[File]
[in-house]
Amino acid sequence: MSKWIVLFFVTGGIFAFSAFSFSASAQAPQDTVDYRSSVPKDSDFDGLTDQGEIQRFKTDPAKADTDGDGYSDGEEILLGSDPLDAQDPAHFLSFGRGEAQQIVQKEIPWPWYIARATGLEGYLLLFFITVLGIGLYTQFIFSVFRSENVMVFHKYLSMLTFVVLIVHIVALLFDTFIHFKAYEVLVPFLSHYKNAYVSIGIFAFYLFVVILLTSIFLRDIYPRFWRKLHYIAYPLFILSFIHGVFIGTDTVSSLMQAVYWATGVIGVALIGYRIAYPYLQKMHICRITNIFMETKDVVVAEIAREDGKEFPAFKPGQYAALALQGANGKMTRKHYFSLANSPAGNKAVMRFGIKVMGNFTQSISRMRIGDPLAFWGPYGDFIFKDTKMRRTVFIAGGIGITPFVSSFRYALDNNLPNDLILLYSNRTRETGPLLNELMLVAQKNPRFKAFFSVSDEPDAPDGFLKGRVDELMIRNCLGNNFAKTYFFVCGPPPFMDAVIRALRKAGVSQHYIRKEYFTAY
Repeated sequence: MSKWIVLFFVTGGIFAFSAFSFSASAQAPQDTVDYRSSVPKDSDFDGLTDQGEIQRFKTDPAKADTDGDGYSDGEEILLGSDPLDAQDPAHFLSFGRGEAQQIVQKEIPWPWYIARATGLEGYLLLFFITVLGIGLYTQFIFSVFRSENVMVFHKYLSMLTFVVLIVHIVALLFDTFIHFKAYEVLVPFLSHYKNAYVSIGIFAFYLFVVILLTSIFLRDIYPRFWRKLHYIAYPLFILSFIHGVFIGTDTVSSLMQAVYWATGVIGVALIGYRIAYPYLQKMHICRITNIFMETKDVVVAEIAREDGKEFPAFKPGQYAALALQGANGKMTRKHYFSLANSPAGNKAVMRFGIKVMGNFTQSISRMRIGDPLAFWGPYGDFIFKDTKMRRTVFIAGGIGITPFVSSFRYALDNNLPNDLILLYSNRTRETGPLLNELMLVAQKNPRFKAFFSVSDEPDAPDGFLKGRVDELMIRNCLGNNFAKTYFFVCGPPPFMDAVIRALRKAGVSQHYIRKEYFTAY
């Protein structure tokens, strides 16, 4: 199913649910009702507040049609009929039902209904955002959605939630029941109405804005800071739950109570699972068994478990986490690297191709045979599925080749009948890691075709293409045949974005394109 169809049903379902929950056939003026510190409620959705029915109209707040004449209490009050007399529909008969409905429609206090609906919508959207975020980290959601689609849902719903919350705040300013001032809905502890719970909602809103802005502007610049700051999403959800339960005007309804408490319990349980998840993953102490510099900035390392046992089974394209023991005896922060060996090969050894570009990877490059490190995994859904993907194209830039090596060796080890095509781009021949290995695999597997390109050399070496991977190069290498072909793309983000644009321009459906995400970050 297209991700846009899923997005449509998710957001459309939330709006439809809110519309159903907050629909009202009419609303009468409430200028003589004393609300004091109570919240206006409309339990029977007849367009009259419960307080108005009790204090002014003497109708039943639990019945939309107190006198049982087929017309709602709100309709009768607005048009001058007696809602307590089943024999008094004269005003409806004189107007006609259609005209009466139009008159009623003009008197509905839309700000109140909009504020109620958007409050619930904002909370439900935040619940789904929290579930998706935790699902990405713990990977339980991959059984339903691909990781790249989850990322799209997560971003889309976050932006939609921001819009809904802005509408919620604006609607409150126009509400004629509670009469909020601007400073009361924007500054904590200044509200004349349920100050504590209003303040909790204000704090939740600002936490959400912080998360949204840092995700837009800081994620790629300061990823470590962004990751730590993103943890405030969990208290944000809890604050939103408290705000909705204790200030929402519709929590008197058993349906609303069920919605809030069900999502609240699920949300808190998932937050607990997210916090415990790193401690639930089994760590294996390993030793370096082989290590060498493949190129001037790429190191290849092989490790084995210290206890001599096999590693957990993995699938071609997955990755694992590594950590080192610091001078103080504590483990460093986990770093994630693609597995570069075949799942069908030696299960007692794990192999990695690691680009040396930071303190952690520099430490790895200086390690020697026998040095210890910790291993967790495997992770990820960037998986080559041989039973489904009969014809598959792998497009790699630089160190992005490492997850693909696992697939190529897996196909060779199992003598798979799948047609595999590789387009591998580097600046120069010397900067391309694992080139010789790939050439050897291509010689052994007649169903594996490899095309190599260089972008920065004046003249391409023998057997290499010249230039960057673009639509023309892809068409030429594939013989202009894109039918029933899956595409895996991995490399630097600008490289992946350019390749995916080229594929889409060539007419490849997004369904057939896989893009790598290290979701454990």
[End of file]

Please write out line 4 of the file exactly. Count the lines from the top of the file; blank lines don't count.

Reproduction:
């Protein structure tokens, strides 16, 4: 199913649910009702507040049609009929039902209904955002959605939630029941109405804005800071739950109570699972068994478990986490690297191709045979599925080749009948890691075709293409045949974005394109 169809049903379902929950056939003026510190409620959705029915109209707040004449209490009050007399529909008969409905429609206090609906919508959207975020980290959601689609849902719903919350705040300013001032809905502890719970909602809103802005502007610049700051999403959800339960005007309804408490319990349980998840993953102490510099900035390392046992089974394209023991005896922060060996090969050894570009990877490059490190995994859904993907194209830039090596060796080890095509781009021949290995695999597997390109050399070496991977190069290498072909793309983000644009321009459906995400970050 297209991700846009899923997005449509998710957001459309939330709006439809809110519309159903907050629909009202009419609303009468409430200028003589004393609300004091109570919240206006409309339990029977007849367009009259419960307080108005009790204090002014003497109708039943639990019945939309107190006198049982087929017309709602709100309709009768607005048009001058007696809602307590089943024999008094004269005003409806004189107007006609259609005209009466139009008159009623003009008197509905839309700000109140909009504020109620958007409050619930904002909370439900935040619940789904929290579930998706935790699902990405713990990977339980991959059984339903691909990781790249989850990322799209997560971003889309976050932006939609921001819009809904802005509408919620604006609607409150126009509400004629509670009469909020601007400073009361924007500054904590200044509200004349349920100050504590209003303040909790204000704090939740600002936490959400912080998360949204840092995700837009800081994620790629300061990823470590962004990751730590993103943890405030969990208290944000809890604050939103408290705000909705204790200030929402519709929590008197058993349906609303069920919605809030069900999502609240699920949300808190998932937050607990997210916090415990790193401690639930089994760590294996390993030793370096082989290590060498493949190129001037790429190191290849092989490790084995210290206890001599096999590693957990993995699938071609997955990755694992590594950590080192610091001078103080504590483990460093986990770093994630693609597995570069075949799942069908030696299960007692794990192999990695690691680009040396930071303190952690520099430490790895200086390690020697026998040095210890910790291993967790495997992770990820960037998986080559041989039973489904009969014809598959792998497009790699630089160190992005490492997850693909696992697939190529897996196909060779199992003598798979799948047609595999590789387009591998580097600046120069010397900067391309694992080139010789790939050439050897291509010689052994007649169903594996490899095309190599260089972008920065004046003249391409023998057997290499010249230039960057673009639509023309892809068409030429594939013989202009894109039918029933899956595409895996991995490399630097600008490289992946350019390749995916080229594929889409060539007419490849997004369904057939896989893009790598290290979701454990």